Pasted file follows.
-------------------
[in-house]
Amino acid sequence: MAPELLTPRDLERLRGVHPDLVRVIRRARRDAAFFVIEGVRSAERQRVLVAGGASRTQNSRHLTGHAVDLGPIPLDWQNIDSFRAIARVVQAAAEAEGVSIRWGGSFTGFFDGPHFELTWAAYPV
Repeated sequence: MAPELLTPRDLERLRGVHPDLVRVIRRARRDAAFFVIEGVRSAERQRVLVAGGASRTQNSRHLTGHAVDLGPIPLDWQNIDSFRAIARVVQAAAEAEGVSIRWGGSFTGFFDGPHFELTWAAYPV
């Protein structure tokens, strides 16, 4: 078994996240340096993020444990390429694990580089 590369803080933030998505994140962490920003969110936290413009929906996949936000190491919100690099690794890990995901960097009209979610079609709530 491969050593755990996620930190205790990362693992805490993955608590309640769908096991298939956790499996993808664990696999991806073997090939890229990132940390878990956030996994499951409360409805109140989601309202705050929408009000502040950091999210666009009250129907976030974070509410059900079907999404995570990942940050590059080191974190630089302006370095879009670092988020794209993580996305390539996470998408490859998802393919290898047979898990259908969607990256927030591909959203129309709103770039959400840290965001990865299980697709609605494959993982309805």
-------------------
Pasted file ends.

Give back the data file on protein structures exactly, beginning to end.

[in-house]
Amino acid sequence: MAPELLTPRDLERLRGVHPDLVRVIRRARRDAAFFVIEGVRSAERQRVLVAGGASRTQNSRHLTGHAVDLGPIPLDWQNIDSFRAIARVVQAAAEAEGVSIRWGGSFTGFFDGPHFELTWAAYPV
Repeated sequence: MAPELLTPRDLERLRGVHPDLVRVIRRARRDAAFFVIEGVRSAERQRVLVAGGASRTQNSRHLTGHAVDLGPIPLDWQNIDSFRAIARVVQAAAEAEGVSIRWGGSFTGFFDGPHFELTWAAYPV
């Protein structure tokens, strides 16, 4: 078994996240340096993020444990390429694990580089 590369803080933030998505994140962490920003969110936290413009929906996949936000190491919100690099690794890990995901960097009209979610079609709530 491969050593755990996620930190205790990362693992805490993955608590309640769908096991298939956790499996993808664990696999991806073997090939890229990132940390878990956030996994499951409360409805109140989601309202705050929408009000502040950091999210666009009250129907976030974070509410059900079907999404995570990942940050590059080191974190630089302006370095879009670092988020794209993580996305390539996470998408490859998802393919290898047979898990259908969607990256927030591909959203129309709103770039959400840290965001990865299980697709609605494959993982309805």